SINGAPORE - SA Tours managing director Kay Swee Pin said in court testimony that her long-time lover, the travel agency's former boss, told her in 2010 that he had decided to make her the sole owner of the firm's parent company by transferring his shares to her.
Mr Ng Kong Yeam told Madam Kay this would spare her from going through a probate process, which could lead to ugly fights over his estate, and was more practical for keeping the business going in the event of his death, she said.
"The shares, all along he wanted to give to me, because all the company owned was our home and the business we built up," she told the High Court on Friday (July 19).
Madam Kay, 66, was on the stand over two days in the ongoing suit filed against her and her daughter by Mr Ng's wife and children.
The case is brought on behalf of Mr Ng, 80, who now has dementia. He moved back with his wife in Johor Baru in 2013 on Madam Kay's suggestion, the court heard.
The Ngs, who are Malaysians, are seeking the return of 799,999 shares in Natwest Holdings that they alleged had been fraudulently transferred to Madam Kay in 2010.
The transfer made Madam Kay, who originally held one share, the sole shareholder of Natwest, which was valued at about $20 million at the time.
Natwest owns SA Tours and a $4 million Cairnhill apartment, which has been home for Mr Ng's Singapore family from 1995.
Madam Kay testified that it had always been Mr Ng's intention to have SA Tours and the apartment, his two main assets in Singapore, transferred to her and her daughter to provide for them.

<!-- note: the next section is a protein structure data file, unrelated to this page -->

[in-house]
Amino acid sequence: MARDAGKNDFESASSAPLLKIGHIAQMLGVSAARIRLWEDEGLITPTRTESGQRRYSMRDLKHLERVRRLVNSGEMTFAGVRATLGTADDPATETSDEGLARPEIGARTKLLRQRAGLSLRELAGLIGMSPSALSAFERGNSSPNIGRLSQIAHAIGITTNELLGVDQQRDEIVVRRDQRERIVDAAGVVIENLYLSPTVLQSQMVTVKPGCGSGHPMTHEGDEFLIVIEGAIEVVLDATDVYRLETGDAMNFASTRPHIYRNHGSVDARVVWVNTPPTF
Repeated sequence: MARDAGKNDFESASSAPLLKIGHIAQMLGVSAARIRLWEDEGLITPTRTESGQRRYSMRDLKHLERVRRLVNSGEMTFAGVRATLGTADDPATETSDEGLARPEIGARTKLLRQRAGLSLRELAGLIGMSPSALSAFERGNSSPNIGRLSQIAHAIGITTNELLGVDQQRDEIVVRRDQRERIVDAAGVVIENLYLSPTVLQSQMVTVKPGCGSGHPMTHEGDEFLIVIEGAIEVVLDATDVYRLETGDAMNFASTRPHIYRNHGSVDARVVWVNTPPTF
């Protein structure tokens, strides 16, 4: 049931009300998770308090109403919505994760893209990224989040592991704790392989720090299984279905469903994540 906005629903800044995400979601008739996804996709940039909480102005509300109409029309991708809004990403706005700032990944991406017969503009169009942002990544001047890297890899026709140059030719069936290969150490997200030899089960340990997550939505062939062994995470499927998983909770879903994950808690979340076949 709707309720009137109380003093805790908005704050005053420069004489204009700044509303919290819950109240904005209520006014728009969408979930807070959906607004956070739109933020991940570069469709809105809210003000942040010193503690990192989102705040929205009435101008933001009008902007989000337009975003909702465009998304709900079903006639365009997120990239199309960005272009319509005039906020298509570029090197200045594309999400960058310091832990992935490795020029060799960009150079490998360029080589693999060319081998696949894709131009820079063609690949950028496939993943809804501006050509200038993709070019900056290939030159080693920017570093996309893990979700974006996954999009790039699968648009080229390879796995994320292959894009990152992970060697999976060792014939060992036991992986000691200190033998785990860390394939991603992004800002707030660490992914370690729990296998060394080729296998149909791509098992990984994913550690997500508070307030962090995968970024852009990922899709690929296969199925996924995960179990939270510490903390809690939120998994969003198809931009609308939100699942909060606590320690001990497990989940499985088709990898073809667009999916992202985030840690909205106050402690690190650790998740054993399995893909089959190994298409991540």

The transfer form, dated Nov 1, 2010, was lodged with the company secretary on April 1, 2011.
As to why the form stated that she paid $1 million for the shares, Madam Kay said she and Mr Ng agreed on it as a "nice round figure".
It took into account the money she had lent Mr Ng over the years when he was facing financial difficulties and the fact that she had paid for "everything" in the household, she added.
Madam Kay said Mr Ng told her to lodge the form after he gave the go-ahead. She said he told her that he needed some time to ensure that Natwest's assets were "unencumbered", a term used to describe a property without a mortgage or loans secured against it.
Senior Counsel Roderick Martin, acting for the Ng family, put it to her that this conversation did not take place.
He said there were mortgages on the apartment and several units at People's Park Complex owned by SA Tours in the time between the form was signed and lodged.
This did not square with what Mr Ng said about making sure the assets were "free from encumbrance", he added.
Questioned by her own lawyer Clement Ong, Madam Kay said the properties were mortgaged to get banking facilities for SA Tours.
She said what she meant by "unencumbered" was that Mr Ng wanted to make sure there was no money owing to the banks.
When Judicial Commissioner Vincent Hoong asked why she used the term "unencumbered", she replied it was Mr Ng who used the word and she merely followed.
Mr Martin also noted that Madam Kay transferred all the 27 million shares that Natwest held in SA Tours to her son-in-law Jared Liew last year.
When he asked if she knew that she may not get her shares back if he were to split with her daughter, Madam Kay said they have an understanding that she was the beneficial owner.
Mr Martin also questioned why Mr Ng would give her the shares, pointing to two separate e-mails in 2008 and 2010 in which she complained about his womanising, sex addiction and being treated like a toy.
She said these were only two e-mails of her venting against the backdrop of a 30-year-long relationship.
She said she wrote to Mr Ng to get her point across but they always worked things out as there was love between them.
"That's why he stayed with me till the very end even when he became so ill. He was very attached to me," she said.
The trial continues.